Tonight Capitol Hill’s storied Egyptian Theatre closes its doors. The iconic 600-seat movie house is scheduled to go dark at the end of this month according to Landmark Theatres, which has leased the Egyptian since 1989. While Landmark Theatres has long used the Egyptian to showcase foreign films, art-house independent films, documentaries, and classic cinema, they have chosen to not renew their lease.
Movie theaters across America have struggled in recent years. Declining numbers at the box office and the conversion from 35mm film to all-digital projection has proven costly for many venues. The single screen Egyptian made the transition to digital, which can cost as much as $82,000 per screen.
Television is heading online. The rise of streaming services such as Netflix, Hulu, Amazon.com, and HBO’s HBOGO has caused many to turn off the TV, and to turn to their computers and mobile devices to watch their favorite shows. What began as a revolutionary move when Netflix first started its streaming service in 2007 has quickly grown into an entirely new way for viewers to consume content. And according to a recent Nielsen report, traditional TV consumption continues to drop off on a year-over-year basis among 18-24-year-olds. Content creators have begun to take advantage of this new model and are starting to create programming specifically for the online audience.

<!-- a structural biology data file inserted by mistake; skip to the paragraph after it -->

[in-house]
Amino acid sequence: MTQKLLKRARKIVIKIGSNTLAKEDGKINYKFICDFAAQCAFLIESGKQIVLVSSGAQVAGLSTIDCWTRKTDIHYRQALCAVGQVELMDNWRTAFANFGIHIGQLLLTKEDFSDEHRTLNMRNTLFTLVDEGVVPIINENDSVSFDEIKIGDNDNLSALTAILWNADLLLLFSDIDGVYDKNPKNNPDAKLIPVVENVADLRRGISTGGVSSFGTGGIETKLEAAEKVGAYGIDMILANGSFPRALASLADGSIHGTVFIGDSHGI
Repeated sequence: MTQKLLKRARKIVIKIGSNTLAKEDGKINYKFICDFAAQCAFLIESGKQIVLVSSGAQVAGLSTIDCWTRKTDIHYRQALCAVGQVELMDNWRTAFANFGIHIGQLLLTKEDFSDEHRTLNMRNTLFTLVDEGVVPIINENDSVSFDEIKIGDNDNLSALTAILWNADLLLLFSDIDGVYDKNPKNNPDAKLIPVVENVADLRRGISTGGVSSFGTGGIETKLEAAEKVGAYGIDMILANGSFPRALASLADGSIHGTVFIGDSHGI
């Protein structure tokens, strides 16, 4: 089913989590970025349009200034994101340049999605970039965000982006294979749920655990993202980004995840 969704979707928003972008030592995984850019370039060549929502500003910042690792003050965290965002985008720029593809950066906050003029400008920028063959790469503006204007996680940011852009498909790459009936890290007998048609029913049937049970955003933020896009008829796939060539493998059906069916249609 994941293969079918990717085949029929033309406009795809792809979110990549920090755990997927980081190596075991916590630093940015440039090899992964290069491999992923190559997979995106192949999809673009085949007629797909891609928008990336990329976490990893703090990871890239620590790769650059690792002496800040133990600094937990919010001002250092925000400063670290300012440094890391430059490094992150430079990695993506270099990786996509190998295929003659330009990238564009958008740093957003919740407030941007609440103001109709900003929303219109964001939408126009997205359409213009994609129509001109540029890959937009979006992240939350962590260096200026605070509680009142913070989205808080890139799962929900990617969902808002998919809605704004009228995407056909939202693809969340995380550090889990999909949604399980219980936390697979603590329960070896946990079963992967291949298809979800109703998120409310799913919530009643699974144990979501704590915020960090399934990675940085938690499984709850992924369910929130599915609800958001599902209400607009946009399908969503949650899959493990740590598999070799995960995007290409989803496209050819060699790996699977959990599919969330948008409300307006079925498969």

In the past month television fans welcomed back the Bluth family with the return of the popular show Arrested Development on Netflix. The highly anticipated fourth season of the fan favorite was released in its entirety, allowing subscribers to watch the entire season from day one. Netflix had already seen success with this format when they released House of Cards, an original series adapted from a BBC miniseries. And Netflix isn’t stopping there; in 2014 Netflix will be releasing a new series by the Wachowski siblings (The Matrix, Cloud Atlas) called Sense 8, as well as the second season of House of Cards. Watching an entire season in a single sitting has been nicknamed “binge watching”, and it has proven to be an extremely popular format among subscribers. Read More…
On behalf of Washington Filmworks, congratulations to all of the 2013 Emmy recipients from the Northwest Chapter National Academy of Television Arts & Sciences. Our special congratulations to all the Washington-based nominees and winners, as well as the Nominees for the 2013 Student Awards in both the High School and College categories.
Warren Etheredge has conducted more than 2,000 interviews with an impressive range of filmmakers, authors, and personalities including Amy Sedaris, Darren Aronofsky, Michael Pollan, Charlie Kaufman, Naomi Watts, Sir Salman Rushdie, Robert Duvall, Alexander Payne, Nora Ephron, Augusten Burroughs, Michael Lewis and Chuck Palahniuk. Etheredge is also host of The High Bar, an award-winning, local television series devoted to raising the bar, as “your weekly watering hole for light hearted conversation with people who care about culture that matters.”
Etheredge is a frequent partner with and longtime supporter of Washington Filmworks. One of the founding faculty of The Film School, he has also served as master of ceremonies for many events that foster and encourage the filmmaking community in the Pacific Northwest. Washington Filmworks is honored to work with Warren as he continues to shape the conversation of filmmaking here in the Evergreen State.
For their many achievements, Etheredge and the team at The High Bar have been nominated in the category of Interview/Discussion Program Special as part of the 50th Annual Northwest Regional National Academy of Television Arts & Sciences Emmy® Awards. Read More…
Innovation Lab Commits $175,000 to Five Washington Filmmakers Pushing the Boundaries of Storytelling